Why overclocking means you get what you pay for.

I spent a lot of time this weekend doing research to buy parts for a new machine.

One thing I realized is that people are stupid. Even technical people.

Specifically I’m talking about the overclocking crowd. Now I’m all about getting as much for your money as possible, but there are LOTS of people on newegg who complain that they overclock chips and they don’t work.

I don’t know if this is how it works anymore but in the good old days, intel or whoever would build a chip to the best specifications that it could, then test it. If it tested reliably as a 3ghz chip, it was sold as a 3ghz chip. If it only tested reliably at 2.5ghz, it was sold as a 2.5ghz chip.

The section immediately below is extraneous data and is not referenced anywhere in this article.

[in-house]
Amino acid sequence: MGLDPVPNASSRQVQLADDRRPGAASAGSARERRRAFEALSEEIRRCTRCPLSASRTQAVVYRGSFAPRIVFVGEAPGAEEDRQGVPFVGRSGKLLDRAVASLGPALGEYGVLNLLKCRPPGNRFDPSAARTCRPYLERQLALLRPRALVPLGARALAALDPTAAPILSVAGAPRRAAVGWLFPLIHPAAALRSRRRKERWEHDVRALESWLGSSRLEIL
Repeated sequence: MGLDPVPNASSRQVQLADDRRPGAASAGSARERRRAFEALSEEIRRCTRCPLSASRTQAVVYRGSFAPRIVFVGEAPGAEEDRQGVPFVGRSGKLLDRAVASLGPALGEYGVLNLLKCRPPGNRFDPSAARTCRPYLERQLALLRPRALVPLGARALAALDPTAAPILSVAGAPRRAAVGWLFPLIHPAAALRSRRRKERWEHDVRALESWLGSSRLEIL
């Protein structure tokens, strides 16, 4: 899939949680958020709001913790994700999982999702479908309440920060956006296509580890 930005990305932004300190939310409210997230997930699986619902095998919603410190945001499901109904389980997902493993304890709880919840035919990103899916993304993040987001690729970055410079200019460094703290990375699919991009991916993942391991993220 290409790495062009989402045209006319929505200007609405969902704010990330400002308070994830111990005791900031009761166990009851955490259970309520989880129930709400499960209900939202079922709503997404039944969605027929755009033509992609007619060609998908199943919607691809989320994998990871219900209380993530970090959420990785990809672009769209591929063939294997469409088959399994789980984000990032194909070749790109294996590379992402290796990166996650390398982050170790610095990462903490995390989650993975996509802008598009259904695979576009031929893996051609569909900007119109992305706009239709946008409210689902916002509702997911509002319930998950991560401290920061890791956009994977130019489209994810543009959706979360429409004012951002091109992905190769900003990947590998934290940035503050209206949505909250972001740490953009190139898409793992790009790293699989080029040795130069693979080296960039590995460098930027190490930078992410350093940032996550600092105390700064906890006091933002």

Now in the days of quad cores, I can see where it would be hard to build a chip where all four cores tested reliably at 3ghz, which is why those chips are so much more expensive than the 2.8ghz for example. So people buy the 2.8ghz then try and overclock them and complain when they don’t work.

Do they not understand what’s going on? If it didn’t test reliably at a higher speed, then it’s not going to work reliably when you try and use it at that higher speed.

That’s why you pay more for it to go faster.

If you take your Chevy volt and try and go as fast as a Ferrari, it’s not going to work, the volt wasn’t tested reliably at ferrari speeds. That’s why you paid less than a Ferrari.

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